The facts say Terry Bradshaw is wrong regarding Mike Tomlin
On Christmas night, the Pittsburgh Steelers and head coach Mike Tomlin defeated the Baltimore Ravens in thrilling fashion. The win gave Tomlin his fifth AFC North division title in ten years.
Amid the excitement surrounding the win and the Steelers punching their postseason ticket, there is still an elephant in the room that needs to be addressed. Unless you’ve been living in a cave for the past few days, it’s been big news that former Pittsburgh quarterback, the legendary Terry Bradshaw, had some less-than-endearing things to say regarding Tomlin’s ability as a head coach.
Bradshaw’s comments, ranging from calling Tomlin a “cheerleader guy” to saying “I don’t think he’s a great coach at all”, has divided NFL analysts and Steelers fans, even in the midst of a division title.
I think it’s pure lunacy that there is a division of opinions on this topic, because the facts overwhelmingly say that Mike Tomlin is, indeed, a great coach.
First, let’s just get down to how exactly a coach should be evaluated. I believe the only thing that matters is wins, losses, and accolades. I could care less if some fans have personal opinions and feelings on strange narratives – clock management, preparation, losses to “bad teams”, etc.
When it comes down to winning, Tomlin has done that consistently:
- Tomlin boasts a regular-season record of 102-57, which is a winning percentage of 64.
- Tomlin has seven 10+ win seasons in his 10 years as head coach.
- Tomlin is currently tied with Tony Dungy for the 5th most wins in NFL history by a head coach in his first 10 seasons.
- Tomlin has five division championships and seven playoff appearances.
- Tomlin has appeared in two Super Bowls, winning one.
Now, if I listed off these accomplishments, with no name or team attached to it, you’d have to agree that’s one hell of a resume, right?
When Tomlin took over in 2007, he did inherit a talented group, including the great Ben Roethlisberger. This is one of the most unfounded narratives to discredit him by the anti-Tomlin crowd. I mean, Tomlin may have inherited Ben, but he also had to rebuild the whole roster as players got older, retired, or became shells of their former selves. (By the same logic, Bill Cowher didn’t win a Super Bowl without Big Ben either.)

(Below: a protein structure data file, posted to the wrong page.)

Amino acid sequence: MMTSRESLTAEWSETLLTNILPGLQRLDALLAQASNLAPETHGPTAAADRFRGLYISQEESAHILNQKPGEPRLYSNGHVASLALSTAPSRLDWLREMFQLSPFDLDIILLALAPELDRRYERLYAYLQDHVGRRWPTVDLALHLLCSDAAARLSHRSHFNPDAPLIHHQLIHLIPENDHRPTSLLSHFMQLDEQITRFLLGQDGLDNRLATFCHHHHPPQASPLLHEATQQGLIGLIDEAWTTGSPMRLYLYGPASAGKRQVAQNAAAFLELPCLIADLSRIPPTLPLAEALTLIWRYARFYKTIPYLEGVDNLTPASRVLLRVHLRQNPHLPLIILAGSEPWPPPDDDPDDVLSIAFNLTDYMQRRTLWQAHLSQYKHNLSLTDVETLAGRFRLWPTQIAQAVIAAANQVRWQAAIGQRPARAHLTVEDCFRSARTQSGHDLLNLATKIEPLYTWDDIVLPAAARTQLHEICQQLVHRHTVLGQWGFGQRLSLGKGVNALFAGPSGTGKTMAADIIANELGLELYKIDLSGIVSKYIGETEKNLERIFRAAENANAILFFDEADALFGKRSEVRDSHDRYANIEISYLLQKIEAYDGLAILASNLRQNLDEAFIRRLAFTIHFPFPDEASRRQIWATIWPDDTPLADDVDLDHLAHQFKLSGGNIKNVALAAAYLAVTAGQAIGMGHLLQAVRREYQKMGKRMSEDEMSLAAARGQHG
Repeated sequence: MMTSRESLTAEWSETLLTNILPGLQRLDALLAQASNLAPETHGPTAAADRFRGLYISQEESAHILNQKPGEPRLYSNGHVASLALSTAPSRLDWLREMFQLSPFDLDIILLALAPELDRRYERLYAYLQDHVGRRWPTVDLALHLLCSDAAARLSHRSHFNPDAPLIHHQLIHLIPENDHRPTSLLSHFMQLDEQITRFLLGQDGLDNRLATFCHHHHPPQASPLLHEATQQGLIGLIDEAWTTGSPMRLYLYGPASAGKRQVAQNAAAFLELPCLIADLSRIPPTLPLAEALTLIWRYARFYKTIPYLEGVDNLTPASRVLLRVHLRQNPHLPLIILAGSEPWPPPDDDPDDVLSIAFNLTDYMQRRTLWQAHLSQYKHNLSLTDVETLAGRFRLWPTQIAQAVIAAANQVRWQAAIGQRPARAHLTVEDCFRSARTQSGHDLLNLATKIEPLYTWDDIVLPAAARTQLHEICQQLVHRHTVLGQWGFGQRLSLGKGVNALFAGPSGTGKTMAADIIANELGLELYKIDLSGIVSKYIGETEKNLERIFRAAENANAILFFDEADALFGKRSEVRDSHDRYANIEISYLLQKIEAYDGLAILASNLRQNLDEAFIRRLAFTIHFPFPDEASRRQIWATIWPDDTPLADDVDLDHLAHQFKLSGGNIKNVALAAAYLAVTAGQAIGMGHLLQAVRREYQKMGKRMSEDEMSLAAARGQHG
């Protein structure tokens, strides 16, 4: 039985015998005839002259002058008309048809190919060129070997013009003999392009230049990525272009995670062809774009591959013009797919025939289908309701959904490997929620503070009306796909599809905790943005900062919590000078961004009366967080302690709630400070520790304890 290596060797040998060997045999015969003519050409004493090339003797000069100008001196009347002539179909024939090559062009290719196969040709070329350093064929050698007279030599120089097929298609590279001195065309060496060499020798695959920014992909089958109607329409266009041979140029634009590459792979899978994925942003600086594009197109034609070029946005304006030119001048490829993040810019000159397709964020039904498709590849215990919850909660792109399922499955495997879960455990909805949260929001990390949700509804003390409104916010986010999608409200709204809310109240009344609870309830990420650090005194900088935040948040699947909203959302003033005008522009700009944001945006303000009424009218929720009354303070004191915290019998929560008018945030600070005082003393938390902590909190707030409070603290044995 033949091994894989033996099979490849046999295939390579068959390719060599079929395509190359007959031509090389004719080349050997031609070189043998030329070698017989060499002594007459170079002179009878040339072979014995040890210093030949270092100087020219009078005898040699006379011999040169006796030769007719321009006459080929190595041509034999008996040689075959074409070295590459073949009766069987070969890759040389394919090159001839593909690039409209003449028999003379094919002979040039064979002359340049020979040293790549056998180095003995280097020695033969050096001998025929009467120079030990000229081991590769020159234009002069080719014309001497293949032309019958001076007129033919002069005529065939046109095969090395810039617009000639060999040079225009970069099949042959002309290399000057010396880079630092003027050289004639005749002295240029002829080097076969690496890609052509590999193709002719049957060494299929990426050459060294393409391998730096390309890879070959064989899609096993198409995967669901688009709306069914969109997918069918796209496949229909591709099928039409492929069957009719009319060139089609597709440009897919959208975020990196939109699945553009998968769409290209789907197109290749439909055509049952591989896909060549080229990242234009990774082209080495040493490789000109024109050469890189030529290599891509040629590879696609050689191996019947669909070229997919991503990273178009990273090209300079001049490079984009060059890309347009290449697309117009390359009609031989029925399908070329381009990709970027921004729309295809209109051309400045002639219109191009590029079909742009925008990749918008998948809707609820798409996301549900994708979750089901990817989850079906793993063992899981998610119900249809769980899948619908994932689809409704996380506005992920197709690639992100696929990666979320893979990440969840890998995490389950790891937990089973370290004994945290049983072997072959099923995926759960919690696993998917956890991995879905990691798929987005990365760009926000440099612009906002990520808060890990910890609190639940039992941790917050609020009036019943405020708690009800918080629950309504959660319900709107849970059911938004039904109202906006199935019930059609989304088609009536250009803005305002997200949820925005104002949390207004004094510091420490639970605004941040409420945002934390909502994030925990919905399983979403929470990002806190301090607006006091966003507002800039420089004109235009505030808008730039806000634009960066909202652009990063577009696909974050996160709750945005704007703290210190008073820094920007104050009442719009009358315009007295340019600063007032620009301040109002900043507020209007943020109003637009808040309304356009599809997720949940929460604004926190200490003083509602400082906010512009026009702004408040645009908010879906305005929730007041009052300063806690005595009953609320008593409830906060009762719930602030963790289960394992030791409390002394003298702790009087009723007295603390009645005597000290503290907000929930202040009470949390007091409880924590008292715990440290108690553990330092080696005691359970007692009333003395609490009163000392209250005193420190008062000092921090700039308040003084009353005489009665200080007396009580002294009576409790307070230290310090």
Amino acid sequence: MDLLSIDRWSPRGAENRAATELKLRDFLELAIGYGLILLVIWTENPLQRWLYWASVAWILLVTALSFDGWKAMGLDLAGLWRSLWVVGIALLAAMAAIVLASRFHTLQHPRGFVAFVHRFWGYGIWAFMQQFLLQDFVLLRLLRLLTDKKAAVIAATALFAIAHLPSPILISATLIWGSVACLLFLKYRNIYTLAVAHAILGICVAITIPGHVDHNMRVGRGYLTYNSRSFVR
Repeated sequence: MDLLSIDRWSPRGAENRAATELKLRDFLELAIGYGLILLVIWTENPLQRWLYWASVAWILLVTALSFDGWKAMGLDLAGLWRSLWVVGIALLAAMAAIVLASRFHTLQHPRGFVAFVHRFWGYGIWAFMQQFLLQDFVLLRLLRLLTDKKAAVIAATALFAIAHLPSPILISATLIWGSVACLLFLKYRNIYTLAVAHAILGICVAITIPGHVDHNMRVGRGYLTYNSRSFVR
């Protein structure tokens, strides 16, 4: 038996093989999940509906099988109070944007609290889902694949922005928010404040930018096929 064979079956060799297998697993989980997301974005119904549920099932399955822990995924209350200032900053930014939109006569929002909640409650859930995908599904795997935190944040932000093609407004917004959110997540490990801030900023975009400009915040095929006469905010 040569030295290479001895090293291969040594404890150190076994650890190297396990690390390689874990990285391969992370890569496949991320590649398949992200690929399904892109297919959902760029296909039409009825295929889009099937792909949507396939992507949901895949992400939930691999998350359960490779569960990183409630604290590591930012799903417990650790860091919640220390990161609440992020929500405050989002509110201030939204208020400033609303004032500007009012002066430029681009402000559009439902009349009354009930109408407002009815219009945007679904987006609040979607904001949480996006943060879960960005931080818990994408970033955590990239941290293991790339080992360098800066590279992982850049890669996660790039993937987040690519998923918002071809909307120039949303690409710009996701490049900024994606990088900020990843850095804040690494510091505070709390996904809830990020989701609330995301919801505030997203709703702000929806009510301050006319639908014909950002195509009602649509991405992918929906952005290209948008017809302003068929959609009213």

Coach Tomlin is responsible for drafting one of the most talented offenses in the league, one that features an underrated but excellent line, the best running back, and best wide receiver in the NFL.
Since 2011, even with Big Ben calling the shots, it’s been tough sledding at times trying to rebuild on defens,e and not fall off the map in terms of winning. Not many teams can go almost into a full-on rebuild mode at almost every position besides quarterback, and still not have a losing season; much less win 10+ games and make the playoffs.
Tomlin has done that; it’s unfair to not recognize the job he has done in that regard.
We’re finally seeing the defense come around, including rapid progression by young defensive backs such as Artie Burns and Sean Davis. We’re seeing rapid progression on the defensive line from guys like L.T. Walton and Javon Hargrave, who have both played bigger roles due to injuries to Cam Heyward and Stephon Tuitt.
There is no way to deny good coaching has been the catalyst for the Steelers’ defensive turnaround.
Outside from being a very good teacher of the game, as a man Tomlin is the quintessential professional. He has the respect and love of his players. He owns the locker room. Recently, several players voiced their displeasure with Bradshaw’s comments. It says a lot about Tomlin that his guys will go to war for him on and off the field.
Around the league, Tomlin is well-liked and respected by his peers. He is held in high regard by his bosses, the Rooney family. He never makes excuses for bad performances and always takes the blame when things aren’t going well. Winning, accolades, professional, respected, and a stand-up guy are all things that come to mind when I think of Coach Tomlin.
I’m sure everyone remembers a couple months back when Pittsburgh was sitting at 4-5 after a four-game losing streak. Since then, the Steelers have won six games in a row, clinched the AFC North, and guaranteed themselves at least one home playoff game. If that doesn’t show that Tomlin has these guys prepared, focused, determined, and motivated, I have no idea what does.
Terry Bradshaw is entitled to his opinion, but his accomplishments in the 1970’s don’t add any sort of extra relevance or magical value to what he said. He’s not right just because of who he is. Some people like to pass off their narratives, personal feelings, and personal opinions as facts. But they are far from that.
As a fan, I know how lucky I am to have him as our coach. Some fans won’t ever change their mind about him. Some fans are spoiled, unrealistic, and flat-out lack knowledge when it comes to football. That’s fine.
I have presented the factual truth. To actively deny it shows a narrative that may go beyond just football.
If we’re judging Mike Tomlin on his wins/losses, attitude, professionalism, and respect – he is without a doubt a great coach, because those things are all that matters. Leave your personal feelings at the door, because they are irrelevant.